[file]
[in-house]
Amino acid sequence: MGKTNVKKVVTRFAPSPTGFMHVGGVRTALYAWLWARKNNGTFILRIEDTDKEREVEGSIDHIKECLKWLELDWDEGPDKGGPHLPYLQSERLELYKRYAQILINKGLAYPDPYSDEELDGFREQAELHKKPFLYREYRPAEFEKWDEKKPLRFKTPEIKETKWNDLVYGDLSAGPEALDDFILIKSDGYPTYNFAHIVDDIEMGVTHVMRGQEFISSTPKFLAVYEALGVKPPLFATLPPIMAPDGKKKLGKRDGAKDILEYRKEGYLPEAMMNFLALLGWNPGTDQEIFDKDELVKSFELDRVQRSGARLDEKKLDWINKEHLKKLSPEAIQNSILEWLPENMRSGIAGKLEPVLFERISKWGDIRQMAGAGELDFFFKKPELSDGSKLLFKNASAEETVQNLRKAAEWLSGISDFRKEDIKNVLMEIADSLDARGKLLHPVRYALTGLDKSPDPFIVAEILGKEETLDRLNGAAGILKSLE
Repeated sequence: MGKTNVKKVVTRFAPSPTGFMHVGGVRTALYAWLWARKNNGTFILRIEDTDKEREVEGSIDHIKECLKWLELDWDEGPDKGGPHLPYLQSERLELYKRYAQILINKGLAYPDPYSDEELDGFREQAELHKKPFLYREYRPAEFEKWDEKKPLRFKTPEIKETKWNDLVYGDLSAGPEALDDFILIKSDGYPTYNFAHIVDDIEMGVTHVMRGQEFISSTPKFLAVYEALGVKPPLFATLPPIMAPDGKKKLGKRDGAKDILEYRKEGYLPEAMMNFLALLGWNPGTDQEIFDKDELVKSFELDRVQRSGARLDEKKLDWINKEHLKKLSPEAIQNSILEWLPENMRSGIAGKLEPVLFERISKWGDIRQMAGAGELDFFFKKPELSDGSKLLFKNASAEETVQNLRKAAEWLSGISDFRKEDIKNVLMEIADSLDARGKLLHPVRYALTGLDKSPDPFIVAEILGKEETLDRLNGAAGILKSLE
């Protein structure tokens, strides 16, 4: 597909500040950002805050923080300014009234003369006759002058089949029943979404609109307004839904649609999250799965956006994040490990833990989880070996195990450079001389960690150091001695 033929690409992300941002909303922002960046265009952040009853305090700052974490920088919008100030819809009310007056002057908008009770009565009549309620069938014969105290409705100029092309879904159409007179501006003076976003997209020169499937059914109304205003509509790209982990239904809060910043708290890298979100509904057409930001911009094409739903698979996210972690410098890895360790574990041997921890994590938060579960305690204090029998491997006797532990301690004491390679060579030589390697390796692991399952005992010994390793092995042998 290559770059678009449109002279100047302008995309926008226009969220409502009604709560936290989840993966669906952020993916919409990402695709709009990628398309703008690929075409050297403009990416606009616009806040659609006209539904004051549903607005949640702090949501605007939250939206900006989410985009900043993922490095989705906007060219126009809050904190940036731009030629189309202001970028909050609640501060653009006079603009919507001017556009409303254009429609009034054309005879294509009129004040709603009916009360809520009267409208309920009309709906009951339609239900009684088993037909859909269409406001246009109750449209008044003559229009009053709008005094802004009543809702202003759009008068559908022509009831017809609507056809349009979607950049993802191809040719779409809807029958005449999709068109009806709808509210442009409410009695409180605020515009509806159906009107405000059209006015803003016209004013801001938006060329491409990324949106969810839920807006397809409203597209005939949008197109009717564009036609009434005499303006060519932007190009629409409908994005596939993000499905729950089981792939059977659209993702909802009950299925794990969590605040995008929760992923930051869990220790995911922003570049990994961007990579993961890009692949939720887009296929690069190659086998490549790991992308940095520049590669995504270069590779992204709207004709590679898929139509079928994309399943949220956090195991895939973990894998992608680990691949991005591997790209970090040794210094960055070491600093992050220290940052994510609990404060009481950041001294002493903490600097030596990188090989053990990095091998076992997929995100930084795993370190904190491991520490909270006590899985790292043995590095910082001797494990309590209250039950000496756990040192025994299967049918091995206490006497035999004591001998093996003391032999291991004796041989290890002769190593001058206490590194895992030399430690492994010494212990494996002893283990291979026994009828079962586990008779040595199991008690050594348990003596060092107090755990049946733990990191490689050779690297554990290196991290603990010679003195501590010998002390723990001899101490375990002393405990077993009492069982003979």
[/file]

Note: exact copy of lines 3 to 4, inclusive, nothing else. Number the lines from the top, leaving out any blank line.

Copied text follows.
Repeated sequence: MGKTNVKKVVTRFAPSPTGFMHVGGVRTALYAWLWARKNNGTFILRIEDTDKEREVEGSIDHIKECLKWLELDWDEGPDKGGPHLPYLQSERLELYKRYAQILINKGLAYPDPYSDEELDGFREQAELHKKPFLYREYRPAEFEKWDEKKPLRFKTPEIKETKWNDLVYGDLSAGPEALDDFILIKSDGYPTYNFAHIVDDIEMGVTHVMRGQEFISSTPKFLAVYEALGVKPPLFATLPPIMAPDGKKKLGKRDGAKDILEYRKEGYLPEAMMNFLALLGWNPGTDQEIFDKDELVKSFELDRVQRSGARLDEKKLDWINKEHLKKLSPEAIQNSILEWLPENMRSGIAGKLEPVLFERISKWGDIRQMAGAGELDFFFKKPELSDGSKLLFKNASAEETVQNLRKAAEWLSGISDFRKEDIKNVLMEIADSLDARGKLLHPVRYALTGLDKSPDPFIVAEILGKEETLDRLNGAAGILKSLE
């Protein structure tokens, strides 16, 4: 597909500040950002805050923080300014009234003369006759002058089949029943979404609109307004839904649609999250799965956006994040490990833990989880070996195990450079001389960690150091001695 033929690409992300941002909303922002960046265009952040009853305090700052974490920088919008100030819809009310007056002057908008009770009565009549309620069938014969105290409705100029092309879904159409007179501006003076976003997209020169499937059914109304205003509509790209982990239904809060910043708290890298979100509904057409930001911009094409739903698979996210972690410098890895360790574990041997921890994590938060579960305690204090029998491997006797532990301690004491390679060579030589390697390796692991399952005992010994390793092995042998 290559770059678009449109002279100047302008995309926008226009969220409502009604709560936290989840993966669906952020993916919409990402695709709009990628398309703008690929075409050297403009990416606009616009806040659609006209539904004051549903607005949640702090949501605007939250939206900006989410985009900043993922490095989705906007060219126009809050904190940036731009030629189309202001970028909050609640501060653009006079603009919507001017556009409303254009429609009034054309005879294509009129004040709603009916009360809520009267409208309920009309709906009951339609239900009684088993037909859909269409406001246009109750449209008044003559229009009053709008005094802004009543809702202003759009008068559908022509009831017809609507056809349009979607950049993802191809040719779409809807029958005449999709068109009806709808509210442009409410009695409180605020515009509806159906009107405000059209006015803003016209004013801001938006060329491409990324949106969810839920807006397809409203597209005939949008197109009717564009036609009434005499303006060519932007190009629409409908994005596939993000499905729950089981792939059977659209993702909802009950299925794990969590605040995008929760992923930051869990220790995911922003570049990994961007990579993961890009692949939720887009296929690069190659086998490549790991992308940095520049590669995504270069590779992204709207004709590679898929139509079928994309399943949220956090195991895939973990894998992608680990691949991005591997790209970090040794210094960055070491600093992050220290940052994510609990404060009481950041001294002493903490600097030596990188090989053990990095091998076992997929995100930084795993370190904190491991520490909270006590899985790292043995590095910082001797494990309590209250039950000496756990040192025994299967049918091995206490006497035999004591001998093996003391032999291991004796041989290890002769190593001058206490590194895992030399430690492994010494212990494996002893283990291979026994009828079962586990008779040595199991008690050594348990003596060092107090755990049946733990990191490689050779690297554990290196991290603990010679003195501590010998002390723990001899101490375990002393405990077993009492069982003979």